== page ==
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Reviews by Dr. Frank Swietek   

FULLTIME KILLER (CHUNCHIK SATSAU) 
B- 
Producer  Johnnie To, Wai Ka-fai and Andy Lau 
Director  Johnnie To and Wai Ka-fai 
Writer  Wai Ka-fai and Joey O'Bryan 
Starring Andy Lau  Takashi Sorimachi  Simon Yam  Kelly Lin  Cherrie Ying 
Suet Lam  Teddy Lin     
Studio  Palm Pictures 
Review  Aficionados of Hong Kong action cinema should take to this collaboration from Johnnie To and Wai Ka-fai, which is virtually a compendium of the themes and visual flourishes that mark the flashy flicks that come from the former British colony. “Fulltime Killer” is basically about a duel between two hit-men--a reserved, quietly professional loner called O (Takashi Sorimachi) and a flamboyant challenger, Tat (Andy Lau), who seeks recognition as top dog in the field. It’s sort of like Mad Magazine’s “Spy Versus Spy,” but without the humor (here one fellow longs for fame, and the other for retirement)--or, if you prefer, a modern reworking of the old chestnut about the young gunslinger challenging the established champion. Of course, there are sidebars about the men’s romantic entanglements, especially with a girl named Chin (Kelly Lin), and their double-dealing bosses, and a major thread involving a cop who becomes obsessed with discovering how their confrontation ends; indeed, the latter part of the narrative really comes to center on this fellow, Lee (Simon Yam), who winds up expressing what amounts to the old Liberty Valance dictum--when the legend becomes fact, print the legend.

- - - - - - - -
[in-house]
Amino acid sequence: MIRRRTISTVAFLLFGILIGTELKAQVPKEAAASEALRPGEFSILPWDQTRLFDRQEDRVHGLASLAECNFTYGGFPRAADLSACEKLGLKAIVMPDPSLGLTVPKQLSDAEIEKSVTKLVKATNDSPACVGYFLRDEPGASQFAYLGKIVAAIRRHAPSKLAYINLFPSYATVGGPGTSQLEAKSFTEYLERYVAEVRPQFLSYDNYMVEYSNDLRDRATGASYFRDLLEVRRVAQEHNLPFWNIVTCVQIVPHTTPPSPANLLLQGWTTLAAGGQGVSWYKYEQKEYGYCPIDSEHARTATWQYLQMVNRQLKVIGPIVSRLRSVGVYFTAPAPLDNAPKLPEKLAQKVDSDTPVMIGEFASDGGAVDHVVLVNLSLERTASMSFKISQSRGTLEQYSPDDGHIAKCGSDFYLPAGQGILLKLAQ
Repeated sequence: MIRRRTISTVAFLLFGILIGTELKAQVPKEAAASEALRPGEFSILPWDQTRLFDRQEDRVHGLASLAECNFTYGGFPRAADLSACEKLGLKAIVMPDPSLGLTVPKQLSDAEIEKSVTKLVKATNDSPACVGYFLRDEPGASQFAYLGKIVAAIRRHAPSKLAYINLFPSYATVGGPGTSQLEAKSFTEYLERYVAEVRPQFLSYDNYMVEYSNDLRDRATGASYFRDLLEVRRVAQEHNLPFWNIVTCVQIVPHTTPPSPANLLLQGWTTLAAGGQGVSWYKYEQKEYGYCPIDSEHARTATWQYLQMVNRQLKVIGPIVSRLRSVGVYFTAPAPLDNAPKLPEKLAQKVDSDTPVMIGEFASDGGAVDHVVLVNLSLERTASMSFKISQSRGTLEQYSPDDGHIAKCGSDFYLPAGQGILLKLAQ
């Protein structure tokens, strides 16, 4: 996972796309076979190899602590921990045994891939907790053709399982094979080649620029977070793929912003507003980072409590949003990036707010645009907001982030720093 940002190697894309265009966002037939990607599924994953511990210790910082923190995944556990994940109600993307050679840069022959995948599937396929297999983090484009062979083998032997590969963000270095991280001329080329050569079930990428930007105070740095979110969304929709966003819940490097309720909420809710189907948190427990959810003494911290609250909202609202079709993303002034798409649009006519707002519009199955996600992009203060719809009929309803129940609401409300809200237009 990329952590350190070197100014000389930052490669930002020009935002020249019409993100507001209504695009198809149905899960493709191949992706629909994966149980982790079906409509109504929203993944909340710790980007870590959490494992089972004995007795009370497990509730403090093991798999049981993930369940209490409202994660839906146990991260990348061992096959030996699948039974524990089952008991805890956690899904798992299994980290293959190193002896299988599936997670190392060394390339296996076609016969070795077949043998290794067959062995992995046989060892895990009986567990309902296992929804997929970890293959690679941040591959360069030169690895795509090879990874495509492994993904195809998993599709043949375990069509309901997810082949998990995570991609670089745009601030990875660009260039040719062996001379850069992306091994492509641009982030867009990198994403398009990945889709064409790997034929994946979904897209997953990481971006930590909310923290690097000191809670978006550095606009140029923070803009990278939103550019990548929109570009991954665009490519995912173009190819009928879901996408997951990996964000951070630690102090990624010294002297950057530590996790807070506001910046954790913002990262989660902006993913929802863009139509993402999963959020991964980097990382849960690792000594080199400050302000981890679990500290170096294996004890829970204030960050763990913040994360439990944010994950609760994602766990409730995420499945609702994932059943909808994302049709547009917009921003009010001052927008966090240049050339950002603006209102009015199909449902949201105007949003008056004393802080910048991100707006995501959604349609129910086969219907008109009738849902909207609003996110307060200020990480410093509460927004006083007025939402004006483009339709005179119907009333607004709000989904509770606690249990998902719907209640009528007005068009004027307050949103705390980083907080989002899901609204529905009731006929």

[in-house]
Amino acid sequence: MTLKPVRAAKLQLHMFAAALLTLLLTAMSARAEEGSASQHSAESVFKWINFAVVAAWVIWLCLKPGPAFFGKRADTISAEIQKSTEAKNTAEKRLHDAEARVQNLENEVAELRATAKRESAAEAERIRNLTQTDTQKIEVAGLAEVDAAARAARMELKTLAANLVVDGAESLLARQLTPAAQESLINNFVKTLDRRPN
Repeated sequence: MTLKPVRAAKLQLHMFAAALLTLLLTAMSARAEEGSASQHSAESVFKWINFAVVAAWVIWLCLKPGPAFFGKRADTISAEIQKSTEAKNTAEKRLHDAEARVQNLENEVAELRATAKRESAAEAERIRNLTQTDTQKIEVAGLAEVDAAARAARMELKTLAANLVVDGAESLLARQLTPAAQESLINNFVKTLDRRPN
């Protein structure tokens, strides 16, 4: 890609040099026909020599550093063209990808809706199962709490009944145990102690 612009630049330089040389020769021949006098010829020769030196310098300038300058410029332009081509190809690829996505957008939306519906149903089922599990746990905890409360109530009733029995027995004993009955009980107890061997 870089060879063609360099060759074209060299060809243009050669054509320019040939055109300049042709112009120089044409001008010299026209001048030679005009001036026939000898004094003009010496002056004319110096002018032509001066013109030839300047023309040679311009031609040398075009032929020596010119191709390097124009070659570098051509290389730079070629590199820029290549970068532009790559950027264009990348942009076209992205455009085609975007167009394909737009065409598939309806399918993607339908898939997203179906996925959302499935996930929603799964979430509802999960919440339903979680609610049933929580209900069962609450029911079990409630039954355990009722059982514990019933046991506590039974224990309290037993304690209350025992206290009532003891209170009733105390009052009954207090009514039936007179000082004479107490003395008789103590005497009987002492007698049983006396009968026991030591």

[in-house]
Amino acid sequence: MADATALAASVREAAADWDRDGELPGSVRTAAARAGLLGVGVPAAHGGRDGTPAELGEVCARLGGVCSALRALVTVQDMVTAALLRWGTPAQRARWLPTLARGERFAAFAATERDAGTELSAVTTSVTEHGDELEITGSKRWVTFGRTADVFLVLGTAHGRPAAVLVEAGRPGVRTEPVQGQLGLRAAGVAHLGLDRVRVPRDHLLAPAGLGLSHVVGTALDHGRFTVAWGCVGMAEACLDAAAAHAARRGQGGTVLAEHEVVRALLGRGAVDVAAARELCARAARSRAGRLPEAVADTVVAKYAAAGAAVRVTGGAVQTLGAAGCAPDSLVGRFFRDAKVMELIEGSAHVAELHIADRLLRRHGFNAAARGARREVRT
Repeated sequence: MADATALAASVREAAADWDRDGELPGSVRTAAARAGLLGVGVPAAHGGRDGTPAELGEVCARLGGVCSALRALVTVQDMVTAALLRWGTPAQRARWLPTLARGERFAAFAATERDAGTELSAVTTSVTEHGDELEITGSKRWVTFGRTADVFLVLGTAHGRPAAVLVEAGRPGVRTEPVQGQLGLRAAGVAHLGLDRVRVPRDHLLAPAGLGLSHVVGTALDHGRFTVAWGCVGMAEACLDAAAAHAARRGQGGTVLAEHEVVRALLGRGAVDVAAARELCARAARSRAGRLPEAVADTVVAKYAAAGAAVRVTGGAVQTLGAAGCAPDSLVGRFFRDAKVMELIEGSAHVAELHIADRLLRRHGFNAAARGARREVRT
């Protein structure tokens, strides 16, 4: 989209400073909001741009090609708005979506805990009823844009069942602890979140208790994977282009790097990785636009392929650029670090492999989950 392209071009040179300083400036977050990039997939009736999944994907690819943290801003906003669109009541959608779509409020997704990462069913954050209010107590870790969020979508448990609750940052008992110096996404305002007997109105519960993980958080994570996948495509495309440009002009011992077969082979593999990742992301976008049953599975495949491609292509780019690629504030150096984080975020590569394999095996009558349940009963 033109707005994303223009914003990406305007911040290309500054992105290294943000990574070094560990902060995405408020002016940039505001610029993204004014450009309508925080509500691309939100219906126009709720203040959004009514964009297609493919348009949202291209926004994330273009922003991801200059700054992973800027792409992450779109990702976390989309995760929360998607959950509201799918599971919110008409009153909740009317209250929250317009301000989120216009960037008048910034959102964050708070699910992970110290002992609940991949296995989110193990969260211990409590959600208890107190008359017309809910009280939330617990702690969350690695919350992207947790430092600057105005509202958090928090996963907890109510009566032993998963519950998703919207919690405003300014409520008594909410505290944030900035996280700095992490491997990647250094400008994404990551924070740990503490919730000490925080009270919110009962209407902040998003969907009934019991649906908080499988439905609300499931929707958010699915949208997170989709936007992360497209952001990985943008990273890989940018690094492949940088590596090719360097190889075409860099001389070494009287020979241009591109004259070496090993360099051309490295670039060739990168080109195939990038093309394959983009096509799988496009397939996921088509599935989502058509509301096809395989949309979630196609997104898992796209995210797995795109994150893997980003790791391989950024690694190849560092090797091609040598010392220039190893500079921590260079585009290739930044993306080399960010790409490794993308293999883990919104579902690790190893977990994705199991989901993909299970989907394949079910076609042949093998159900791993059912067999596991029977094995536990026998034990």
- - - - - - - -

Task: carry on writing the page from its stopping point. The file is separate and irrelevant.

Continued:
As usual, there’s very little sense to what’s going on here, but the makers serve up the clichés with considerable dash. Sorimachi cuts a soulful figure as the lithe but isolated O; there’s an especially cool creepiness to his habit of watching his own apartment via a telescope from another building--a security precaution that takes a “Rear Window”-style turn at one point in the proceedings. Lau, on the other hand, is all brazen bravado as his high-strung rival. And Lin is suitably ambiguous as the girl who gets involved with them both. The obligatory action set-pieces are agreeably staged. Some of the assassinations don’t quite have the panache one finds in earlier films, but a couple of the confrontations with the cops are appropriately gargantuan, and the final shoot-out between the two hit-men in a fireworks factory has considerable excitement and grace.

“Fulltime Killer” comes very late in the cycle of Hong Kong shoot-’em-ups, and it doesn’t add much that’s new to the familiar formulas. But it’s sufficiently stylish in recycling the traditional elements to provide a reasonably good time. 

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